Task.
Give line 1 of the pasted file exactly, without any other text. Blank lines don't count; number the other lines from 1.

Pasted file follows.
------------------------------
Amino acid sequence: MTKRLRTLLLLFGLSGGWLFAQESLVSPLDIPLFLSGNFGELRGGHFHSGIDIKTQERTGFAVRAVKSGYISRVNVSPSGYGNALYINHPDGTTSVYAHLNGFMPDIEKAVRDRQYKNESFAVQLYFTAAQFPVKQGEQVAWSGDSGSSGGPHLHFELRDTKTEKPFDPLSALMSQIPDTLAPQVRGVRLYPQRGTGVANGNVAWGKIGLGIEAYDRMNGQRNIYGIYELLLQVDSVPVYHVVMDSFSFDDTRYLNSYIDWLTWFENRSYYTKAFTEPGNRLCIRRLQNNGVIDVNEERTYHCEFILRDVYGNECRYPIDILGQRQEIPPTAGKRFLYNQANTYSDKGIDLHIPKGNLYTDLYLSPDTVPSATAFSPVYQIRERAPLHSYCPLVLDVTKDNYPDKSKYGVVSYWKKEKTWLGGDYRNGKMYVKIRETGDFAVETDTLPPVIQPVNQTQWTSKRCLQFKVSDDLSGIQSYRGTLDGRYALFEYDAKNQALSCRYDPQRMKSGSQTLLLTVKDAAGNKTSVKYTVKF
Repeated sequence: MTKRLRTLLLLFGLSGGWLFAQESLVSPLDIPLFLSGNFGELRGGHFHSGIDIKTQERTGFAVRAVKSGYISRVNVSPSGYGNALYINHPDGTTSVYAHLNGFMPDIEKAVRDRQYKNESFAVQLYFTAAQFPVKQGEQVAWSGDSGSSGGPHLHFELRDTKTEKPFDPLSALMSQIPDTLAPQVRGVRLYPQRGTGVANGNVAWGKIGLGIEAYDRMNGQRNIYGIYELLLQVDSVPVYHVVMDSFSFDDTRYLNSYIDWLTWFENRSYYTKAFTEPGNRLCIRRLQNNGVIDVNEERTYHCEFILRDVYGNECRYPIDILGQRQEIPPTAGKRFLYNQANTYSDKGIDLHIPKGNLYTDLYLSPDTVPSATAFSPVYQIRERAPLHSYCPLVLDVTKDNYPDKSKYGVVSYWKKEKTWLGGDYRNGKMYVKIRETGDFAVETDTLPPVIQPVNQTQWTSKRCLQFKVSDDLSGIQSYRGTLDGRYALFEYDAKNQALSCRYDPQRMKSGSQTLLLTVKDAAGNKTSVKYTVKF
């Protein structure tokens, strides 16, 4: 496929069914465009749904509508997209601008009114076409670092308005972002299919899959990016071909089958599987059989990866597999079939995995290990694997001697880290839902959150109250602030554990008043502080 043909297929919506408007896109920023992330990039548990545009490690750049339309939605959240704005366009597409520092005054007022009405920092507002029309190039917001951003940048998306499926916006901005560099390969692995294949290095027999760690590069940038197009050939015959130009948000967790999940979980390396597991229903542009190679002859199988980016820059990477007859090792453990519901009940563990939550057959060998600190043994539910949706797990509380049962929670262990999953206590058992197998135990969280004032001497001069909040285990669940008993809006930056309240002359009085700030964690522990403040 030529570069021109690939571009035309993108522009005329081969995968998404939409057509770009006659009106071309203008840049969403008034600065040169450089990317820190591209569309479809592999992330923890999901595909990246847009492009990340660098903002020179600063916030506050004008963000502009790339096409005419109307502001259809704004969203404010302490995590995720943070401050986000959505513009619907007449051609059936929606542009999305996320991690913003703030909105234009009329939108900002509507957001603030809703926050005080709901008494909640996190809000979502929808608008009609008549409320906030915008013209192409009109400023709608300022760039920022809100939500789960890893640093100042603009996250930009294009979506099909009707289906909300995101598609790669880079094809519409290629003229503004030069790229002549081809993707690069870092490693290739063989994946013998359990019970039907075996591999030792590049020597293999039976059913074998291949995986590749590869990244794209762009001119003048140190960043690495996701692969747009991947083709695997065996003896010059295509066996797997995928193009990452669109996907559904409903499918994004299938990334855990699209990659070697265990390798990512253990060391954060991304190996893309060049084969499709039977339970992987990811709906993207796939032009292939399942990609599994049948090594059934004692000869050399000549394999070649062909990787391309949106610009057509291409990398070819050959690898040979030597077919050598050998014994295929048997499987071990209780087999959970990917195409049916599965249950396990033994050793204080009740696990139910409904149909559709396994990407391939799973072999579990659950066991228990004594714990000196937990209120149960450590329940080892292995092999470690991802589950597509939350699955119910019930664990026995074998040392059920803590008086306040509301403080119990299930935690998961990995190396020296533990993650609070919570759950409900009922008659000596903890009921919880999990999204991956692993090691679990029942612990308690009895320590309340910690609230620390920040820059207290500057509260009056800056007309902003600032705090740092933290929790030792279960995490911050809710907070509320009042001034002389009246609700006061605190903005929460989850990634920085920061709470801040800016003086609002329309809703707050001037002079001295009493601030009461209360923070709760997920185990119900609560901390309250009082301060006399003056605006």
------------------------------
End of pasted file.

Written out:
Amino acid sequence: MTKRLRTLLLLFGLSGGWLFAQESLVSPLDIPLFLSGNFGELRGGHFHSGIDIKTQERTGFAVRAVKSGYISRVNVSPSGYGNALYINHPDGTTSVYAHLNGFMPDIEKAVRDRQYKNESFAVQLYFTAAQFPVKQGEQVAWSGDSGSSGGPHLHFELRDTKTEKPFDPLSALMSQIPDTLAPQVRGVRLYPQRGTGVANGNVAWGKIGLGIEAYDRMNGQRNIYGIYELLLQVDSVPVYHVVMDSFSFDDTRYLNSYIDWLTWFENRSYYTKAFTEPGNRLCIRRLQNNGVIDVNEERTYHCEFILRDVYGNECRYPIDILGQRQEIPPTAGKRFLYNQANTYSDKGIDLHIPKGNLYTDLYLSPDTVPSATAFSPVYQIRERAPLHSYCPLVLDVTKDNYPDKSKYGVVSYWKKEKTWLGGDYRNGKMYVKIRETGDFAVETDTLPPVIQPVNQTQWTSKRCLQFKVSDDLSGIQSYRGTLDGRYALFEYDAKNQALSCRYDPQRMKSGSQTLLLTVKDAAGNKTSVKYTVKF